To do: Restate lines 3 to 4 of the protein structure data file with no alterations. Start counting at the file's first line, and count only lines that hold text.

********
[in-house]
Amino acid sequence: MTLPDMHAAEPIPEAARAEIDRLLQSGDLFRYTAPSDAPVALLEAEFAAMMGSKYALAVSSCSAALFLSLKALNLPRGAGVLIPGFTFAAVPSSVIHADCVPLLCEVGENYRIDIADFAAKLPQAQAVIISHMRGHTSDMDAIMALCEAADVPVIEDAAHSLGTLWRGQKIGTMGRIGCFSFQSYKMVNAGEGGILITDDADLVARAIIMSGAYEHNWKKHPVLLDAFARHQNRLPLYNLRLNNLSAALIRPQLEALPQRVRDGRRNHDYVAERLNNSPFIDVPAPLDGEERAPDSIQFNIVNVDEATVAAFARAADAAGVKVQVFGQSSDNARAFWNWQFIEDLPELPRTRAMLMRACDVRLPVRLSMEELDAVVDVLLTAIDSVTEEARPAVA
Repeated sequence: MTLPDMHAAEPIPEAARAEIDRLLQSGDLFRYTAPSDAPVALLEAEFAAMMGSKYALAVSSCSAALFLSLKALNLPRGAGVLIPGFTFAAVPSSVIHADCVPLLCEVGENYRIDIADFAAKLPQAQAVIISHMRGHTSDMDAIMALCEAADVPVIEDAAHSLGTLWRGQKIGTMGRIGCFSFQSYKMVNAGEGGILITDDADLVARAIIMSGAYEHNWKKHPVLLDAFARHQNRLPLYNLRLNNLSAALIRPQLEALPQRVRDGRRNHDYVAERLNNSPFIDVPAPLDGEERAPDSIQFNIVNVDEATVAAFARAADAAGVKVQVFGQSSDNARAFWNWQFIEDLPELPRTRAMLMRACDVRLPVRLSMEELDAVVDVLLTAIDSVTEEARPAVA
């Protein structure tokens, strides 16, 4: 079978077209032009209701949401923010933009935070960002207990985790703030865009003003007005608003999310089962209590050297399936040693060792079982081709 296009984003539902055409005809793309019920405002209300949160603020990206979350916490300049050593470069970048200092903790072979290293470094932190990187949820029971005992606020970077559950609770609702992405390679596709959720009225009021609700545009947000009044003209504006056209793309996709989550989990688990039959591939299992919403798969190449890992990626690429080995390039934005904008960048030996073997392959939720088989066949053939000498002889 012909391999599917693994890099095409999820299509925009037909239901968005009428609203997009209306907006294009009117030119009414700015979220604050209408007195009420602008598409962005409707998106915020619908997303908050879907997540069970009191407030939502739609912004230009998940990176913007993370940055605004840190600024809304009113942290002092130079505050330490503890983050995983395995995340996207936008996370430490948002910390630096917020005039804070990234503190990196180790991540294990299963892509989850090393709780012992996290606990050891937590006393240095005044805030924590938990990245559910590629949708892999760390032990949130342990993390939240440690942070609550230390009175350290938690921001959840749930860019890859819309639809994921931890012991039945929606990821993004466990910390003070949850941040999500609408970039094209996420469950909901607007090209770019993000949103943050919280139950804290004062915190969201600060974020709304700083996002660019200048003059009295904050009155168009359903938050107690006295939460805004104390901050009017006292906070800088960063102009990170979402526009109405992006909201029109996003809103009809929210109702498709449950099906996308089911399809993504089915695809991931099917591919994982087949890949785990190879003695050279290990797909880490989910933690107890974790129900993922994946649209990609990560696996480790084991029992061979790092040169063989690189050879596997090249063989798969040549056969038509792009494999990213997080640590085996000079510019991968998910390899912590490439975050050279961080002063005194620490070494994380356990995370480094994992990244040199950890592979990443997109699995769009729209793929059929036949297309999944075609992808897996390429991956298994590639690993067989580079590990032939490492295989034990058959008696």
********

Repeated sequence: MTLPDMHAAEPIPEAARAEIDRLLQSGDLFRYTAPSDAPVALLEAEFAAMMGSKYALAVSSCSAALFLSLKALNLPRGAGVLIPGFTFAAVPSSVIHADCVPLLCEVGENYRIDIADFAAKLPQAQAVIISHMRGHTSDMDAIMALCEAADVPVIEDAAHSLGTLWRGQKIGTMGRIGCFSFQSYKMVNAGEGGILITDDADLVARAIIMSGAYEHNWKKHPVLLDAFARHQNRLPLYNLRLNNLSAALIRPQLEALPQRVRDGRRNHDYVAERLNNSPFIDVPAPLDGEERAPDSIQFNIVNVDEATVAAFARAADAAGVKVQVFGQSSDNARAFWNWQFIEDLPELPRTRAMLMRACDVRLPVRLSMEELDAVVDVLLTAIDSVTEEARPAVA
């Protein structure tokens, strides 16, 4: 079978077209032009209701949401923010933009935070960002207990985790703030865009003003007005608003999310089962209590050297399936040693060792079982081709 296009984003539902055409005809793309019920405002209300949160603020990206979350916490300049050593470069970048200092903790072979290293470094932190990187949820029971005992606020970077559950609770609702992405390679596709959720009225009021609700545009947000009044003209504006056209793309996709989550989990688990039959591939299992919403798969190449890992990626690429080995390039934005904008960048030996073997392959939720088989066949053939000498002889 012909391999599917693994890099095409999820299509925009037909239901968005009428609203997009209306907006294009009117030119009414700015979220604050209408007195009420602008598409962005409707998106915020619908997303908050879907997540069970009191407030939502739609912004230009998940990176913007993370940055605004840190600024809304009113942290002092130079505050330490503890983050995983395995995340996207936008996370430490948002910390630096917020005039804070990234503190990196180790991540294990299963892509989850090393709780012992996290606990050891937590006393240095005044805030924590938990990245559910590629949708892999760390032990949130342990993390939240440690942070609550230390009175350290938690921001959840749930860019890859819309639809994921931890012991039945929606990821993004466990910390003070949850941040999500609408970039094209996420469950909901607007090209770019993000949103943050919280139950804290004062915190969201600060974020709304700083996002660019200048003059009295904050009155168009359903938050107690006295939460805004104390901050009017006292906070800088960063102009990170979402526009109405992006909201029109996003809103009809929210109702498709449950099906996308089911399809993504089915695809991931099917591919994982087949890949785990190879003695050279290990797909880490989910933690107890974790129900993922994946649209990609990560696996480790084991029992061979790092040169063989690189050879596997090249063989798969040549056969038509792009494999990213997080640590085996000079510019991968998910390899912590490439975050050279961080002063005194620490070494994380356990995370480094994992990244040199950890592979990443997109699995769009729209793929059929036949297309999944075609992808897996390429991956298994590639690993067989580079590990032939490492295989034990058959008696």